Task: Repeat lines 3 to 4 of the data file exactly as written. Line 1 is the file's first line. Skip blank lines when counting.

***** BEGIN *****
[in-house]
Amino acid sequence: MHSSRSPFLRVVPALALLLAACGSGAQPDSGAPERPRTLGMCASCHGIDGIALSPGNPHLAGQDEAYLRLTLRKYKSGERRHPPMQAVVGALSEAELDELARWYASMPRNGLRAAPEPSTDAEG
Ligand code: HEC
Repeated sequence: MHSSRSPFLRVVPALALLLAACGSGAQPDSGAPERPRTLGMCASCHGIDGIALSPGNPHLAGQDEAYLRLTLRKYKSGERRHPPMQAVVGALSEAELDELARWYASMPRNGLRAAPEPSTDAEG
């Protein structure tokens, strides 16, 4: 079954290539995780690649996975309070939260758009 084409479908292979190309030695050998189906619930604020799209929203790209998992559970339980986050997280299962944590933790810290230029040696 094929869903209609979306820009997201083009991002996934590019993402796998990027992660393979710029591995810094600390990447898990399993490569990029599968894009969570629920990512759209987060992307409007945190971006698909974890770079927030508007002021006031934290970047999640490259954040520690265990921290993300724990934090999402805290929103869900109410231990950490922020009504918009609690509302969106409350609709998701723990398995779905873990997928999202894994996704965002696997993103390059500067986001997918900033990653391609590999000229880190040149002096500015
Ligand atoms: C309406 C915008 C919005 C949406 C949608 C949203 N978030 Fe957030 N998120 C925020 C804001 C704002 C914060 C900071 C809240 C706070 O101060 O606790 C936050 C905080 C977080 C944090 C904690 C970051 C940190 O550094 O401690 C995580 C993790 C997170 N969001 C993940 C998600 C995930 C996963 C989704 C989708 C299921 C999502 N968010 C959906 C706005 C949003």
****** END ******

Ligand code: HEC
Repeated sequence: MHSSRSPFLRVVPALALLLAACGSGAQPDSGAPERPRTLGMCASCHGIDGIALSPGNPHLAGQDEAYLRLTLRKYKSGERRHPPMQAVVGALSEAELDELARWYASMPRNGLRAAPEPSTDAEG